Although pension funds have come a long way in their use of ETFs, “it’s still early days for the adoption of ETFs in the pension space,” according to Adam Schenck, Chicago-based Milliman chief executive and managing director. Financial risk management LLC, which sub-advises approximately $6.6 billion in ETF assets for Transamerica DeltaShares and Innovator ETFs.
“While some pensions have started to get a decent amount of their beta from passive ETFs, and a more recent trend of exposing themselves to ESG strategies via the ETF envelope is gaining traction, the surface has barely been scratched with how much pensions can allocate to ETFs,” Schenck said in emailed comments to Pensions and investments.
San Francisco-based Steve Laipply, Managing Director and US Head of iShares Bond ETFs at black rocksaid the portfolio manager expects the use of bond ETFs by asset owners and managers to continue to grow, driven primarily by growing awareness of “their ability to make portfolio construction more agile and efficient”.
Bond ETFs can provide quick access to markets and help investors increase efficiency, reduce costs and increase liquidity, Laipply said in comments emailed to IP.
“In addition, owners of longer-term assets are beginning to shift their perception of bond portfolios from a simple list of bonds to a set of risks, including betas and factors,” he said. -he declares. “Ultimately, these risks can potentially be represented more effectively by bond ETFs rather than individual bonds.”
Pension fund adoption of ETFs “is long overdue, especially when ETFs are the most effective solution,” said Elisabeth Kashner, a Berkeley, Calif.-based vice president and chief investment analyst. global funds at FactSet Research Systems Inc.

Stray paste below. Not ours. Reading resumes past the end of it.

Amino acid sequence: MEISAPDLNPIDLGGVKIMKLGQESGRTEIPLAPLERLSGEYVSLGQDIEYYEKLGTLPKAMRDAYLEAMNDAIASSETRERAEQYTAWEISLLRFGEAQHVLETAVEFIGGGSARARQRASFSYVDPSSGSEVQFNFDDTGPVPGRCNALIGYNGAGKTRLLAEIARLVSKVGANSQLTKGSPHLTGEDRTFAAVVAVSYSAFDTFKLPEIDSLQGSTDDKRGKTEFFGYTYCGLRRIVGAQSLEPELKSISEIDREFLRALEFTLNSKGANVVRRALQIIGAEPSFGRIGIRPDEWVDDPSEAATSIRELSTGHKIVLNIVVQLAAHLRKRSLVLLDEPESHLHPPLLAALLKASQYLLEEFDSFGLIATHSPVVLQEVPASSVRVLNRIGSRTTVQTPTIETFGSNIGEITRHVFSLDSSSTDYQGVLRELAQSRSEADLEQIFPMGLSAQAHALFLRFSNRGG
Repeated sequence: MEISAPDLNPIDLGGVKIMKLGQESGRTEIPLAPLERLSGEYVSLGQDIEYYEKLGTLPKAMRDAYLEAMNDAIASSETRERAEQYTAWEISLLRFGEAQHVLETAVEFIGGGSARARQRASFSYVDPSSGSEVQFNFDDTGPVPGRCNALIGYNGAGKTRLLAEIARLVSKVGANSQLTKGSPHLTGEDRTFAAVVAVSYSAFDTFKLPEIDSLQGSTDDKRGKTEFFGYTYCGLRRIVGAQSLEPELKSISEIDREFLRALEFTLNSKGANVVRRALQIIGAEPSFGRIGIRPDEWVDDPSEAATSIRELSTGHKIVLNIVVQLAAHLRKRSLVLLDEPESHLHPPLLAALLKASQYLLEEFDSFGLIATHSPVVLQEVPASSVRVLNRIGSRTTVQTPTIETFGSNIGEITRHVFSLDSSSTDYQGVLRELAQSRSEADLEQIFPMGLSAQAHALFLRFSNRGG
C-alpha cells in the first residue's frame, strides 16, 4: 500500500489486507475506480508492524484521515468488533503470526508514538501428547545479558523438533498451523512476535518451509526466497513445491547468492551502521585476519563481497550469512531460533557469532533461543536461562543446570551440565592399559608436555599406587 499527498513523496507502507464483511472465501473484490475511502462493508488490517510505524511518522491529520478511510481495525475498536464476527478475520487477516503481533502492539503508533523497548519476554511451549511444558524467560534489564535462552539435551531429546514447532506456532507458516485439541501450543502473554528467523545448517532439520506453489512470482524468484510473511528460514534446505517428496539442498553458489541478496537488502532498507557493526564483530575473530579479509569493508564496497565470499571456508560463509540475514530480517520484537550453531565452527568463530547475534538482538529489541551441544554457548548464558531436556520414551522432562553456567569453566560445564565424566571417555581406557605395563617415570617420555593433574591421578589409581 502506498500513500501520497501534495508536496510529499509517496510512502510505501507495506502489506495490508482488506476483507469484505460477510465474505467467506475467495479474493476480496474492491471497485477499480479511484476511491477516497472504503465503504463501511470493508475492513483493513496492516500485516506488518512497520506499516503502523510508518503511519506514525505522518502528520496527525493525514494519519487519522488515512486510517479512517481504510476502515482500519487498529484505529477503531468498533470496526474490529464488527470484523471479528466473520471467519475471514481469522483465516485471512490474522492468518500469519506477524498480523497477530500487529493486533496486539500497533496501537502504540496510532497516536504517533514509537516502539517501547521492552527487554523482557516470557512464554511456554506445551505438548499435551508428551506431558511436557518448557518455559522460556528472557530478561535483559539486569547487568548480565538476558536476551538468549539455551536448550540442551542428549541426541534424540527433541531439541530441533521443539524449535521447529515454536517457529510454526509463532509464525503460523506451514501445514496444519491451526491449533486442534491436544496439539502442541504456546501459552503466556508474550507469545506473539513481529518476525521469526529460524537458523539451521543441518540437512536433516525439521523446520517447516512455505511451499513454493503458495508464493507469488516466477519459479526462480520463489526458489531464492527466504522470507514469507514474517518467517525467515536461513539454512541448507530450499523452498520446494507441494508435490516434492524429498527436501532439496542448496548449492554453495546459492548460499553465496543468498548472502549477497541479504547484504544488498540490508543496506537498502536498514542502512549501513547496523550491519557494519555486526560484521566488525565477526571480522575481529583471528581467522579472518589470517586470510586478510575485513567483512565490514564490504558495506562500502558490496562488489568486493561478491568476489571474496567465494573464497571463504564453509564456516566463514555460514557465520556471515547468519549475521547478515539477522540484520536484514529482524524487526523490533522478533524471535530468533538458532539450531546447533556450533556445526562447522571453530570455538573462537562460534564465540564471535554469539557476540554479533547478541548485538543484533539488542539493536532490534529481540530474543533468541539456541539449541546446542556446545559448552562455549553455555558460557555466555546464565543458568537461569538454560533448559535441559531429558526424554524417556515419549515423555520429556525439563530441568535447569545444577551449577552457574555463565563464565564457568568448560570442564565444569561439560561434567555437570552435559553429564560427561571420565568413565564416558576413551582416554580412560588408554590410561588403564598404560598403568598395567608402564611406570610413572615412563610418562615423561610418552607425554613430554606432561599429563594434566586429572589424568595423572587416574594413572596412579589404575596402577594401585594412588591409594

“It’s good to see some pensions using ETFs,” Ms Kashner said.
Chicago-based Ben Johnson, director of global exchange-traded fund research for Morningstar Inc., cited a combination of “inertia and career risk,” when asked why pension funds don’t did not use ETFs more.
“Inertia is a very powerful force in the asset management industry, and it’s just about investing in general,” Johnson said, adding that in the absence of a compelling event such as employee turnover, there’s often “very little incentive to change your ways,” and the tendency for pension funds to conduct business as they always have has slowed their adoption of ETFs.
Another reason has to do with the stakeholders involved, he said.
“A lot of times, large pension plans hire pension consultants, and pension consultants have a vested interest in frankly making things more complicated than they need to be,” he said. “It’s going to be very difficult to make a living as a retirement consultant just walking around your clients and recommending that they invest in a portfolio of three to five very broadly diversified ETFs at very low cost.”